For ETFs, the investor decides the timing of when to invest, take profit or cut losses accordingly. A certain amount of financial knowledge and constant market update may be required to successfully make investment decisions. As the investor has to make more decisions and manage his investment portfolio, the fees and charges involved are lower, compared to investing in a Unit Trusts.

Investors in ETFs reasons that an index, over a long time horizon, will appreciate in value and achieve growth in the long run. Hence active management is not as important, as the main objective is to achieve financial returns similar to market performance.

Unit Trust Funds (UTs)

Unit Trust Funds, on the other hand, are managed by their respective fund managers which invest based on their expertise and research. A financial advisor or wealth planner works with the investor to plan and decide which Unit Trusts to invest in, and when to make changes. As advice and updates are given and a portion of the investment decision is managed by third parties, the fees and charges involved are higher compared to investing in an ETF.

Investors of Unit Trust Funds believe in active management to manage risk, hence balancing and making changes in their investment portfolio according to market changes.

*LIMITED TIME 1% investment sales charge for your Unit Trust Funds

The main objective is to beat market returns in the long run. At the same time,  reduce downsides or losses during market downturn by efficient allocation of resources.

Why are ETFs getting more attention lately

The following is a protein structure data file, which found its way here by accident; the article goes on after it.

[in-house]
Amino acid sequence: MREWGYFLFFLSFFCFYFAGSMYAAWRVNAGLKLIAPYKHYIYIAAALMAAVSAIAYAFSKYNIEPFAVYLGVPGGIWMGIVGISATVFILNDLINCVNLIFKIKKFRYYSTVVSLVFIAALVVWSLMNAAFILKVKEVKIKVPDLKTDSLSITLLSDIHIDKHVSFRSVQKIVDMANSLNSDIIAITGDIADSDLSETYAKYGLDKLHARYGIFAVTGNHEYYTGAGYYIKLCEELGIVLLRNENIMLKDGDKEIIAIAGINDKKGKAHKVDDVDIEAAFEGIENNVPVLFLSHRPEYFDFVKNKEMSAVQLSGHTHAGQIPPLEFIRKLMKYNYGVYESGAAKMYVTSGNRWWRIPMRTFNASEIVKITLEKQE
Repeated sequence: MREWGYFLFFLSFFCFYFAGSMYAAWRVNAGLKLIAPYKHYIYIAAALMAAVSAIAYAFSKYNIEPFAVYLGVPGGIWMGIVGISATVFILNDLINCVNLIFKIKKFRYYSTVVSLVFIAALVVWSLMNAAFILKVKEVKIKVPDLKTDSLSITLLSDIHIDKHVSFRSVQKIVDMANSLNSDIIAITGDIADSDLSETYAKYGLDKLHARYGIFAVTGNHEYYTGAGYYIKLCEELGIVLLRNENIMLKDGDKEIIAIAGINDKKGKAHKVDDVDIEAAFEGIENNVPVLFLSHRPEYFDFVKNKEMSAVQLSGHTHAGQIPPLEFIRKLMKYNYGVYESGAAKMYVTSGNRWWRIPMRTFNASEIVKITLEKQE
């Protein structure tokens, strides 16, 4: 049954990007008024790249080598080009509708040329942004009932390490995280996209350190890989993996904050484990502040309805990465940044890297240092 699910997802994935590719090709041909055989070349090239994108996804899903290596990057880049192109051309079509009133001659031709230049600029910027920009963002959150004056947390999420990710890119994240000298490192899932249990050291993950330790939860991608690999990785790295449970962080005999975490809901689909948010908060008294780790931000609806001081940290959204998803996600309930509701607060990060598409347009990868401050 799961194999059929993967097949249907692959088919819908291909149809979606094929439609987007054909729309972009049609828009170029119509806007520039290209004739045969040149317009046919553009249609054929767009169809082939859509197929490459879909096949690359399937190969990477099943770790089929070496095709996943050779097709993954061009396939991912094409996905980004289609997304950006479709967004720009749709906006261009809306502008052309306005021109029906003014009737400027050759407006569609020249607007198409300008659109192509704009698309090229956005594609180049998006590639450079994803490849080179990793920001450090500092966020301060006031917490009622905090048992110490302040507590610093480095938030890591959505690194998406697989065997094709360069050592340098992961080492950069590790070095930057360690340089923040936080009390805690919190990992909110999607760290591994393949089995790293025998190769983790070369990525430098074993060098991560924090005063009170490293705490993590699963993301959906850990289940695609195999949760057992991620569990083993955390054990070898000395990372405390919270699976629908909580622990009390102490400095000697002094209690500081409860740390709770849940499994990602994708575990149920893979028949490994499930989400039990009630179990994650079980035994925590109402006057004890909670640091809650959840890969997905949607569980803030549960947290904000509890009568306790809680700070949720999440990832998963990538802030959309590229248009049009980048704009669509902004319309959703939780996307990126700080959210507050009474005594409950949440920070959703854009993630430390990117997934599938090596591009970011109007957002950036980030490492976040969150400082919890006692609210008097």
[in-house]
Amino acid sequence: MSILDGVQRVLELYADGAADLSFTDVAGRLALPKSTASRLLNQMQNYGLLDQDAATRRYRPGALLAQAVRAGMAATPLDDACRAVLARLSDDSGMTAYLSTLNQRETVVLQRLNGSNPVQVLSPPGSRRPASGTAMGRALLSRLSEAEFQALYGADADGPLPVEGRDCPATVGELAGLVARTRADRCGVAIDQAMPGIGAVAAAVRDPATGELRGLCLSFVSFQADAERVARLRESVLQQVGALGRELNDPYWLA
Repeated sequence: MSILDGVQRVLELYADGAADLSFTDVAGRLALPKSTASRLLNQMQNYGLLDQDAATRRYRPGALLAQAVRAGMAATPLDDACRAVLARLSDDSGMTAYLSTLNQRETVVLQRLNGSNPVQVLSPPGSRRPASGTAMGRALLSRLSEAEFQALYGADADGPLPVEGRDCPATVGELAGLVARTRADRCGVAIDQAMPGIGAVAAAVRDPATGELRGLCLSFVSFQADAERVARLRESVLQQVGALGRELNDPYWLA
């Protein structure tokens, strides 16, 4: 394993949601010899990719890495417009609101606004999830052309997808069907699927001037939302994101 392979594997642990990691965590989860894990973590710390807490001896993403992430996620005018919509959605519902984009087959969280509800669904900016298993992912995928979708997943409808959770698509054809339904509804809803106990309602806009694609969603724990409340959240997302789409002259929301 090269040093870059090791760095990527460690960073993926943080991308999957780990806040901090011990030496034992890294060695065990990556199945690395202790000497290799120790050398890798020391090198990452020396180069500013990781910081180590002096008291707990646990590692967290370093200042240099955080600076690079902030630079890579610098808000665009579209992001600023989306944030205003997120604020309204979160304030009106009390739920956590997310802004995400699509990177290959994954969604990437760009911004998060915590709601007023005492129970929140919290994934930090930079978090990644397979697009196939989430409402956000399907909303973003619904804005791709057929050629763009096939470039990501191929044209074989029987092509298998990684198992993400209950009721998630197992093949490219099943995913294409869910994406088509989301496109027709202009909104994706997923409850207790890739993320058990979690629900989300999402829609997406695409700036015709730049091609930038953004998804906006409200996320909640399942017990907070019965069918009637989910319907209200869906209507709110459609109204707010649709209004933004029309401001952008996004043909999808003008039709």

In the United States and some other parts of the world, capital gains from investments are tax deductible. Income stream or dividend payout from Unit Trusts are subjected to tax. At the same time, Social Security payout will also be reduced as dividend streams from their investment are considered as a form of income. Returns from ETFs are usually accumulated and reflected in the ETF Net Asset Value, with investors only paying tax upon selling off their ETF funds.

Hence, ETFs is a better option to grow their funds until withdrawal is required during retirement in certain countries.

In Singapore, capital gains from Unit Trusts are not tax-deductible, meaning that an investor can use Unit Trust Funds as a form of an income-generating instrument without paying tax for the received income from Unit Trust Funds. Singapore own version of social security is known as CPF Life and the payout is dependent on how much funds is in your CPF retirement account (RA), meaning that receiving income from other investment sources does not have a material or financial impact on your CPF Life payout amount.

Look into: Unit Trust Funds Directory (Income payout Unit Trust Funds)

Focus on staying invested

While there are pros and cons for each investment options, the key takeaway is to stay invested and not let market cycles affect your financial objective. An investment portfolio should be part of your financial goals and objectives, be it for wealth preservation or capital accumulation.

Read about: Where do I start with financial planning?

Look into: Unit Trust Funds Directory (Capital Growth Unit Trust Funds)

Work with an experienced financial planner that manage, review and adjust your investment portfolio periodically when the financial market changes.

New to Investing?

Click here for more about investing in Unit Trust Funds

Stay informed before you invest

Investment requires a long-term commitment. Specific unit trust fund investment goals and objectives, investment benefits and payout (if any) will differ across unit trust funds.

Why regret only years later, when you find out that the investment products you took up are not suitable for you?

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Special thanks for clarification to our contributor: Kelvin Tan from Aviva Financial Advisor (AFA).